I’ve been ranting lately about issues raised by Eli Pariser’s book “The Filter Bubble.” Essentially, he argues that all major online sites collect data on us and make judgements about us based on that data.They share that data with other sites all the time.
This data very significantly impacts what we see when we sign in online. It’s not just advertising, but news, people to follow, and just about anything else you can follow.
In my previous post, I reported on how Facebook–the apparent worst culprit of these data assumptions–has pushed me away from many of my online friends. By the hefty response, it seems many people have had similar experiences and on more sites than just Facebook.
Earlier today, Rebecca Slossberg posted a response to my post, mentioning that Klout has taken a nice step in the right direction. You can now go to their site and look yourself up. Then you can see the topics on which you are being measured. You then have the choice to opt out on any topic that you consider to be irrelevant to how you choose to be measured, judged and profiled by online sites. For example, Klout said that I had influence on the topic of “Muslims.” I don’t know how they based that–nor does it matter, because I could very simply opt out.
Klout, like Facebook, has been no stranger to controversies But Klout has consistently demonstrated that it listens to users and cares about what we think. Not bad thing, if you happen to be in the influence-measurement business.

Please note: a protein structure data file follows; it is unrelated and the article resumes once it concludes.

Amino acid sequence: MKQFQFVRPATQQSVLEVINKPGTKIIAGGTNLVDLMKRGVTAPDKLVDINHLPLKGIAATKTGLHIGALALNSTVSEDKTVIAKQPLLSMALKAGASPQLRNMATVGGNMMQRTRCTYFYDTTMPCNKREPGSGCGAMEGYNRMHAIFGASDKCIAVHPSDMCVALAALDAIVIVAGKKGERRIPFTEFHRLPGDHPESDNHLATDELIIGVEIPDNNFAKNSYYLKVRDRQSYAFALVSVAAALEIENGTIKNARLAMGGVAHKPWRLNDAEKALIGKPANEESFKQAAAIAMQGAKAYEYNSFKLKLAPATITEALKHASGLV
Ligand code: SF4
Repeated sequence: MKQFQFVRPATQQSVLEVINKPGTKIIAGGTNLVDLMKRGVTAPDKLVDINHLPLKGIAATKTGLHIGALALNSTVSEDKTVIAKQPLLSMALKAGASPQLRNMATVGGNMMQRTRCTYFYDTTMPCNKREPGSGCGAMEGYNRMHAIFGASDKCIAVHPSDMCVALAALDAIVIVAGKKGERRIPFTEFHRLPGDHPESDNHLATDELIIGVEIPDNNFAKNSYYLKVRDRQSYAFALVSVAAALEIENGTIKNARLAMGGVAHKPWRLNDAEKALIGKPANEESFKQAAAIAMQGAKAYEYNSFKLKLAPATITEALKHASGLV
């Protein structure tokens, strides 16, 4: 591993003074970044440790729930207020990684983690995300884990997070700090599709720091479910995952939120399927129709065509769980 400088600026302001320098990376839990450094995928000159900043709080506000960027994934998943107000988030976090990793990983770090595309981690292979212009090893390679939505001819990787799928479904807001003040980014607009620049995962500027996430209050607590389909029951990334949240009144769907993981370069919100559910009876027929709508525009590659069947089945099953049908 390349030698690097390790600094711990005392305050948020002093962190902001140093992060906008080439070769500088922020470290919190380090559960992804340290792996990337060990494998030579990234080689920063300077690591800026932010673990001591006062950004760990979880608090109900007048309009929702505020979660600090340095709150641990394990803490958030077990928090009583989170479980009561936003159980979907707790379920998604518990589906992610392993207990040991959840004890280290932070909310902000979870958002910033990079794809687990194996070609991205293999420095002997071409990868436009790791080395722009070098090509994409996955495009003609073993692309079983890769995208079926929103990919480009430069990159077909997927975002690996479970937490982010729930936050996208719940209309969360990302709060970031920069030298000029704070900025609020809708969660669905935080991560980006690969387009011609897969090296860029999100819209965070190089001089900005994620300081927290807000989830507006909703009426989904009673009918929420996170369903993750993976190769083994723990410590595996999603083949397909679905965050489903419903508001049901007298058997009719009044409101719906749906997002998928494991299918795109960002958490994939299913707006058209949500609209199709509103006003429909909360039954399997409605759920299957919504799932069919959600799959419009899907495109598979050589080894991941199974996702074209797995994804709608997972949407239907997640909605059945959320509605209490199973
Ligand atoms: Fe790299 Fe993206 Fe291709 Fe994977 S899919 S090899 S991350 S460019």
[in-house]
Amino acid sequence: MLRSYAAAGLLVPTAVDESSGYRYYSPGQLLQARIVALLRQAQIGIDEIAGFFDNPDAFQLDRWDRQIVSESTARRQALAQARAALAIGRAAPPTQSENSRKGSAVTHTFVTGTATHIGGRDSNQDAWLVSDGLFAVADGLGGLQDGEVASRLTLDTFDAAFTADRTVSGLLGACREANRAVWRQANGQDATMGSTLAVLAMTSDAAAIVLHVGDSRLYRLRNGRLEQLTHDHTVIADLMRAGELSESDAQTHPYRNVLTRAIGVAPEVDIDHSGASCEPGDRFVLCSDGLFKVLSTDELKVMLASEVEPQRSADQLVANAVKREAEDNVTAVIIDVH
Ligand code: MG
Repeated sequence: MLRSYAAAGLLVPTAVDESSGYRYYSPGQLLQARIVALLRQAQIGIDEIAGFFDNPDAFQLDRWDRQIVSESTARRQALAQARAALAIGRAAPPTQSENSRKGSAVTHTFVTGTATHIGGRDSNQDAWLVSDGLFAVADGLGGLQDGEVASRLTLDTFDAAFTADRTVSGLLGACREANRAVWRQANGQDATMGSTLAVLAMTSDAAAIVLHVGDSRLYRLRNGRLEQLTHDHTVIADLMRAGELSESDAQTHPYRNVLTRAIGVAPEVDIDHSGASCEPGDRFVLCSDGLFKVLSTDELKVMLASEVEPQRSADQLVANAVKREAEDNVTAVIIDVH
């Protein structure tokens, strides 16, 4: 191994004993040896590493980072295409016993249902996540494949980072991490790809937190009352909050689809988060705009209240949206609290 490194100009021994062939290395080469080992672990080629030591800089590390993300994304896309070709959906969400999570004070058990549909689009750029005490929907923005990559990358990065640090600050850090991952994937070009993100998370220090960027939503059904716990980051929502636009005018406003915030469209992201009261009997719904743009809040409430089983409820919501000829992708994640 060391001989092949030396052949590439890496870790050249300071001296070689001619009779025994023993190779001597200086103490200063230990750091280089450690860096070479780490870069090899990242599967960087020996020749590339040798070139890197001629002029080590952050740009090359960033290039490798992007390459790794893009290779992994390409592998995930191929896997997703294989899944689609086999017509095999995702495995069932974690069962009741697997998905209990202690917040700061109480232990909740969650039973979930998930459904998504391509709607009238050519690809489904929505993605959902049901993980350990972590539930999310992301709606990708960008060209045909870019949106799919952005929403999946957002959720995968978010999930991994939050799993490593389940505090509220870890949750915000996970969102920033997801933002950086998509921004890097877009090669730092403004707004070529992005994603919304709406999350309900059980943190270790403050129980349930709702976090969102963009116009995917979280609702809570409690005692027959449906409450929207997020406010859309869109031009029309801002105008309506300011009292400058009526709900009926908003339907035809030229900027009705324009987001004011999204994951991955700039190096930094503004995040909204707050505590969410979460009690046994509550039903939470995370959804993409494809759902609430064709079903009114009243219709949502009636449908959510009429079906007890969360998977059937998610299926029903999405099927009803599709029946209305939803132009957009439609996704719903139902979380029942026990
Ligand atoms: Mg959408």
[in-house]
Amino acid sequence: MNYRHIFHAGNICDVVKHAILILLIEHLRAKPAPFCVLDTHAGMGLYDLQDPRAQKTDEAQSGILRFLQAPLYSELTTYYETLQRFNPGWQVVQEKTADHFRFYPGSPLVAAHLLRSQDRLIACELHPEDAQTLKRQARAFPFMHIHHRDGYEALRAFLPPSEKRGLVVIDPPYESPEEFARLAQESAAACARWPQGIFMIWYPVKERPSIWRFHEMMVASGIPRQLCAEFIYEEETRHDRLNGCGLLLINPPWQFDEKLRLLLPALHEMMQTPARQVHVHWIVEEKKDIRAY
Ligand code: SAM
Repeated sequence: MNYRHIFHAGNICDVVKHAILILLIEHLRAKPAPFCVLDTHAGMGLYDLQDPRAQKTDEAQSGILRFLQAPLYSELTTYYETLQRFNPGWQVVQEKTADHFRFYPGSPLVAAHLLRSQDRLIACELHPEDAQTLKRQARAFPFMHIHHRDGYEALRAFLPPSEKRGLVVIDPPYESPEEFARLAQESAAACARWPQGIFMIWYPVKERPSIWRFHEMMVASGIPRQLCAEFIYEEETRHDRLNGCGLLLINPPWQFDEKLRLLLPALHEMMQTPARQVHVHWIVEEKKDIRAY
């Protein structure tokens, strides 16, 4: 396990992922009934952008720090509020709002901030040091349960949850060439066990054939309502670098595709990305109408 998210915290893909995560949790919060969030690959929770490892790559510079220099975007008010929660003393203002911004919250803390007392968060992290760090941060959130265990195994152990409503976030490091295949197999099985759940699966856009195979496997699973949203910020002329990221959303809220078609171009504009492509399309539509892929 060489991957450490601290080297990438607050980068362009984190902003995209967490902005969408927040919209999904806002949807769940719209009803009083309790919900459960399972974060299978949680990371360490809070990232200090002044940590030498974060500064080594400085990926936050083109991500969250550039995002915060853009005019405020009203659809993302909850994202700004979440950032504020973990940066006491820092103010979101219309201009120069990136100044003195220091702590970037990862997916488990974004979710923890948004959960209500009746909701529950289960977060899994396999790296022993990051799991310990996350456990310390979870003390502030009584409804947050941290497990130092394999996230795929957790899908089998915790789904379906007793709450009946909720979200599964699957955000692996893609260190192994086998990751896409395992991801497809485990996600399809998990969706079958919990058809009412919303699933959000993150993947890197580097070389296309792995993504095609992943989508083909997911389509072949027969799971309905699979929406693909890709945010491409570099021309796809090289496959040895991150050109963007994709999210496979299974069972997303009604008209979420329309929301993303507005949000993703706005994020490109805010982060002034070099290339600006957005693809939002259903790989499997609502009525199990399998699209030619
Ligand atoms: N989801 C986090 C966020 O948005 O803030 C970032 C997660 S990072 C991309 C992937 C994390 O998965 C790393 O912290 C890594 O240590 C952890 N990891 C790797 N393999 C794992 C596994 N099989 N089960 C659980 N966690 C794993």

I commend them for their leadership in the right direction. They go further than other sites, but still it is but a baby step in the right direction, if you ask me.
Ultimately, you and I have the right to review the data being gathered on us. We have the right to correct errors and assumptions being made and marketed by data aggregators. Not only that, we should have the right to do this before they use it in any way whatsoever.
Newspapers or TV stations that spread lies about people because they did not properly check their facts get sued for libel. They lose credibility and this lose influence.
But online, assumptions about us are used to impact what is published about us and what we see is published. Our US Constitution is a wonderful and wise document, but back then such issues could not even be perceived.
But in this Conversational Age, I think there needs to be some new essential human rights. We should have the right to opt in–or at least rebut–what is being said behind our backs by online people who then decide to put in front of our faces. It should be at least as easy to see the data being collected online as it is to review our own credit reports.
There are those who tell me I should get over whatever it is that is bothering me. That this is the way it is and will be. Would those same people have told slaves they should always be slaves or women that they should not be allowed to drive or vote?
We users should have the right to opt in on what is said about us by content providers. We should have the right to edit out that which is untrue. We should have the right to see diverse views from diverse people whom we choose over the decisions made by software robots and the content providers who deploy them.
I seems to me that this right would be self-evident.